Prozac (fluoxetine)
This medication may help control the manic phase in patients diagnosed with bipolar disorder. It is available as 300-mg extended-release tablets. The dosage for acute mania is 3 tablets in the morning and 3 tablets in the evening, or 2 tablets 3 times daily. The maintenance dosage is 2 tablets in the morning and 2 tablets in the evening. Side effects that may occur during the first few days of treatment may include fine hand tremor, mild thirst, nausea, and polyuria-all which tend to subside with continued treatment. The patient's lithium blood levels must be monitored to avoid toxicity, which is associated with side effects such as drowsiness, dizziness, muscle weakness, lack of coordination, diarrhea, and vomiting.
Lithobid (lithium carbonate)
This benzodiazepine is used to manage panic attacks. It is available as 0.5-mg, 1-mg, and 2-mg tablets, and as 0.125-mg, 0.25-mg, 0.50-mg, 1-mg, and 2-mg wafers (orally disintegrating tablets). The initial dosage is 0.25 mg twice daily titrated up to a maintenance dosage of 1 mg per day. Tablets should be swallowed whole with water. Patients who are using the wafers are instructed to open the foil, use dry hands to take the wafer out of the packing, and put it on their tongue. The wafer dissolves rapidly in saliva, so patients can swallow it without water. Common adverse effects may include drowsiness and dizziness. Like other benzodiazepines, stopping the medication abruptly may result in seizures. To discontinue treatment, the dosage should be reduced by 0.125 mg twice daily.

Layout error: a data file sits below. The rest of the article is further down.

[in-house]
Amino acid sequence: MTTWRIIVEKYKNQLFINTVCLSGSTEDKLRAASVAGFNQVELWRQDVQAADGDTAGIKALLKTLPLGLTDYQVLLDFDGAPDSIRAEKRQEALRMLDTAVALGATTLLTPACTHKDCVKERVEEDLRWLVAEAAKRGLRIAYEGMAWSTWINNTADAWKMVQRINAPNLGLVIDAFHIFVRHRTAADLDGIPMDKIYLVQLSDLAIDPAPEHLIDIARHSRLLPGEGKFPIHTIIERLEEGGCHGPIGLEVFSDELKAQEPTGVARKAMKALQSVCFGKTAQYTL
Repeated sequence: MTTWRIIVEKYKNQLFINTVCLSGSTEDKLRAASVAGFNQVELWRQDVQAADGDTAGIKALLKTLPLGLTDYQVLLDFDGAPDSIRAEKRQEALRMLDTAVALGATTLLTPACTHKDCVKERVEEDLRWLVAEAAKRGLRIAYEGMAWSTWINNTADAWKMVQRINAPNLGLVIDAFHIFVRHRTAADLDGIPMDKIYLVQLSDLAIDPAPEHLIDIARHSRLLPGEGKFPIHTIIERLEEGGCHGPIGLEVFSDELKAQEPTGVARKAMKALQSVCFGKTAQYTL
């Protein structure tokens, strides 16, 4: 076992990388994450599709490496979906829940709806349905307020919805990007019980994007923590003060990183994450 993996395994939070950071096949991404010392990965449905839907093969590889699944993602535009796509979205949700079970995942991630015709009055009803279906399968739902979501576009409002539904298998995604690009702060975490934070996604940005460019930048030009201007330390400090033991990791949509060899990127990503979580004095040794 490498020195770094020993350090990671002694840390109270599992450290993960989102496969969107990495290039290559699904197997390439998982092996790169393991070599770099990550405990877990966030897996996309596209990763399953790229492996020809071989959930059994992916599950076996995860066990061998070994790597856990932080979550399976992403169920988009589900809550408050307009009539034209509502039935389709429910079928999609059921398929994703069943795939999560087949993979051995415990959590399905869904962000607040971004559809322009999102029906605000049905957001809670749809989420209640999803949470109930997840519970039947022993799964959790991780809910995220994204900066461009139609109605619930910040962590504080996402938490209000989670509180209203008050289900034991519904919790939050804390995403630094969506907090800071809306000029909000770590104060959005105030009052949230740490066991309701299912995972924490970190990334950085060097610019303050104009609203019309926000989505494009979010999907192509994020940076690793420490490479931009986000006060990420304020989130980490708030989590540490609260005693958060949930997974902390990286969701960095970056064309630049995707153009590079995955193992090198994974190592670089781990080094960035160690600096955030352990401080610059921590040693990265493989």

Klonopin (clonazepam)
This medication may be prescribed for children, adolescents, and adults to manage symptoms associated with attention deficit hyperactivity disorder. It is available as 5-mg, 10-mg, 15-mg, 20-mg, 25-mg, and 30-mg capsules. The initial dosage in children age 6 and older and in adolescents ages 13-17 is 10 mg once daily in the morning. The dosage for children may be increased by 5 mg or 10 mg weekly until the appropriate dosage is achieved. The dosage for adolescents may be increased to 20 mg daily after the first week. The recommended dosage for adults is 20 mg daily. The medication may be swallowed whole, or patients may open the capsule and sprinkle the contents on their food (which must be eaten right away). Common side effects may include abdominal pain (stomachache), loss of appetite, and insomnia. Hypertension in adolescent patients has also occurred. To minimize insomnia, patients should take this medication in the morning, as soon as they wake up.
Adderall XR (dextroamphetamine salts)